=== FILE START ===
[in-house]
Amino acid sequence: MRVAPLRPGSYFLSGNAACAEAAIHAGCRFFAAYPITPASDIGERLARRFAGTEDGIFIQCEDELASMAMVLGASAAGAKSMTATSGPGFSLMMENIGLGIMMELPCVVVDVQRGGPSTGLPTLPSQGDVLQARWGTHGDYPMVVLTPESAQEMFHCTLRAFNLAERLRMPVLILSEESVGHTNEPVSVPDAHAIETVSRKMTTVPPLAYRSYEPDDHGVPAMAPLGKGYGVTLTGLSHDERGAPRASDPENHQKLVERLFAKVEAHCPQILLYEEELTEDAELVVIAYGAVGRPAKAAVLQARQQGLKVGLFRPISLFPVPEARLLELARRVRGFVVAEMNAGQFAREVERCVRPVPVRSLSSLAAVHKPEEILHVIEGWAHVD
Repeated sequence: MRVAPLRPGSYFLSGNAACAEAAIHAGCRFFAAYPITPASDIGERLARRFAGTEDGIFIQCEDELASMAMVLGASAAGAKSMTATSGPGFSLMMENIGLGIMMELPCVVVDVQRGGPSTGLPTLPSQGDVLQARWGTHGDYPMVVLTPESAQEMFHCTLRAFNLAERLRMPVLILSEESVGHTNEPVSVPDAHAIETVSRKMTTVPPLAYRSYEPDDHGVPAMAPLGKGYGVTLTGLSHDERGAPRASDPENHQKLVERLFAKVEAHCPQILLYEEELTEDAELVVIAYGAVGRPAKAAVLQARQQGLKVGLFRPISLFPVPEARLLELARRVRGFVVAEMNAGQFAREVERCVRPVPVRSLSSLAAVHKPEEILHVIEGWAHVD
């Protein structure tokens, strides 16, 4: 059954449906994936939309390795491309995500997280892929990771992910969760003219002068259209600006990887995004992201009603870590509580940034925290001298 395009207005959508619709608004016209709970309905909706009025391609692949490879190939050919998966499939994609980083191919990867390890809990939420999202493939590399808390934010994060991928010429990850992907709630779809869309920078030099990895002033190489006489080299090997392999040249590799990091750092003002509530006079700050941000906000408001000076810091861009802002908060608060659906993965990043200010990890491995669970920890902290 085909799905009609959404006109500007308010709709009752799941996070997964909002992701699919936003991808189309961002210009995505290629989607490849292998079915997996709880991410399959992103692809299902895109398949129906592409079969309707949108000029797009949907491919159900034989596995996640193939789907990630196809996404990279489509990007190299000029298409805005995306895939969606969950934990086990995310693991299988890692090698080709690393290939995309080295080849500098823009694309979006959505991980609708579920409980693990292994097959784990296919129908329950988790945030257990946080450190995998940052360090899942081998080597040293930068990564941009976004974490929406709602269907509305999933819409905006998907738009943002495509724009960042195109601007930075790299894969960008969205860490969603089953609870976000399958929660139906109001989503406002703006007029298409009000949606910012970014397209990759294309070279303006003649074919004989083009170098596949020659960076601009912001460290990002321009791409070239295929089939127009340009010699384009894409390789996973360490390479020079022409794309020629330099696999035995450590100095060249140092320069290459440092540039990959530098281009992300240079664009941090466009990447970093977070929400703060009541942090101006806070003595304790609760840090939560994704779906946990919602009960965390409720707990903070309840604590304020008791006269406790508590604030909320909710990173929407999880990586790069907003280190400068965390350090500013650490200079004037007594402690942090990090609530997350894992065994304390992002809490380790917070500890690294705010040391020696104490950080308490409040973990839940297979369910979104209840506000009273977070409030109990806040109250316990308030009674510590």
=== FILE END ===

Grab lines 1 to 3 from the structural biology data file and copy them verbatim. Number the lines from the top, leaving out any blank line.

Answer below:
[in-house]
Amino acid sequence: MRVAPLRPGSYFLSGNAACAEAAIHAGCRFFAAYPITPASDIGERLARRFAGTEDGIFIQCEDELASMAMVLGASAAGAKSMTATSGPGFSLMMENIGLGIMMELPCVVVDVQRGGPSTGLPTLPSQGDVLQARWGTHGDYPMVVLTPESAQEMFHCTLRAFNLAERLRMPVLILSEESVGHTNEPVSVPDAHAIETVSRKMTTVPPLAYRSYEPDDHGVPAMAPLGKGYGVTLTGLSHDERGAPRASDPENHQKLVERLFAKVEAHCPQILLYEEELTEDAELVVIAYGAVGRPAKAAVLQARQQGLKVGLFRPISLFPVPEARLLELARRVRGFVVAEMNAGQFAREVERCVRPVPVRSLSSLAAVHKPEEILHVIEGWAHVD
Repeated sequence: MRVAPLRPGSYFLSGNAACAEAAIHAGCRFFAAYPITPASDIGERLARRFAGTEDGIFIQCEDELASMAMVLGASAAGAKSMTATSGPGFSLMMENIGLGIMMELPCVVVDVQRGGPSTGLPTLPSQGDVLQARWGTHGDYPMVVLTPESAQEMFHCTLRAFNLAERLRMPVLILSEESVGHTNEPVSVPDAHAIETVSRKMTTVPPLAYRSYEPDDHGVPAMAPLGKGYGVTLTGLSHDERGAPRASDPENHQKLVERLFAKVEAHCPQILLYEEELTEDAELVVIAYGAVGRPAKAAVLQARQQGLKVGLFRPISLFPVPEARLLELARRVRGFVVAEMNAGQFAREVERCVRPVPVRSLSSLAAVHKPEEILHVIEGWAHVD